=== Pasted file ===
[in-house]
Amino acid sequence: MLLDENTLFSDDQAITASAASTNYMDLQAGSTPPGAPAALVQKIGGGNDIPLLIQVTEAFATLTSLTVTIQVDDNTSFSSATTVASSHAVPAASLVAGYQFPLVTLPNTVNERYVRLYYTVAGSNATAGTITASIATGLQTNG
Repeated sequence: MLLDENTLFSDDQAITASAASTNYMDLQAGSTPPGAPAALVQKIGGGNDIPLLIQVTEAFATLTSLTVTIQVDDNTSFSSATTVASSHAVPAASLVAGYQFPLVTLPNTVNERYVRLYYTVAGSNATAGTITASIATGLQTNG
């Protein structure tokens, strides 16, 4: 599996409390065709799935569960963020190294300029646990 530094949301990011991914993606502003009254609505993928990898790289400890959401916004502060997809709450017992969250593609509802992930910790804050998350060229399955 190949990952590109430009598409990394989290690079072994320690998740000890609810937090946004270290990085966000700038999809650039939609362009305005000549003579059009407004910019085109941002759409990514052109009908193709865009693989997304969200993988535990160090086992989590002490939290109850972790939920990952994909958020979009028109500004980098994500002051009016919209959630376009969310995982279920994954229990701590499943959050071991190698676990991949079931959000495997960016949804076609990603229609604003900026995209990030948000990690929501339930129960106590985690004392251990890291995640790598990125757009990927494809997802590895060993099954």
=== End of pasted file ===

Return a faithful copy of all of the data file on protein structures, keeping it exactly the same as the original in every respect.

[in-house]
Amino acid sequence: MLLDENTLFSDDQAITASAASTNYMDLQAGSTPPGAPAALVQKIGGGNDIPLLIQVTEAFATLTSLTVTIQVDDNTSFSSATTVASSHAVPAASLVAGYQFPLVTLPNTVNERYVRLYYTVAGSNATAGTITASIATGLQTNG
Repeated sequence: MLLDENTLFSDDQAITASAASTNYMDLQAGSTPPGAPAALVQKIGGGNDIPLLIQVTEAFATLTSLTVTIQVDDNTSFSSATTVASSHAVPAASLVAGYQFPLVTLPNTVNERYVRLYYTVAGSNATAGTITASIATGLQTNG
């Protein structure tokens, strides 16, 4: 599996409390065709799935569960963020190294300029646990 530094949301990011991914993606502003009254609505993928990898790289400890959401916004502060997809709450017992969250593609509802992930910790804050998350060229399955 190949990952590109430009598409990394989290690079072994320690998740000890609810937090946004270290990085966000700038999809650039939609362009305005000549003579059009407004910019085109941002759409990514052109009908193709865009693989997304969200993988535990160090086992989590002490939290109850972790939920990952994909958020979009028109500004980098994500002051009016919209959630376009969310995982279920994954229990701590499943959050071991190698676990991949079931959000495997960016949804076609990603229609604003900026995209990030948000990690929501339930129960106590985690004392251990890291995640790598990125757009990927494809997802590895060993099954």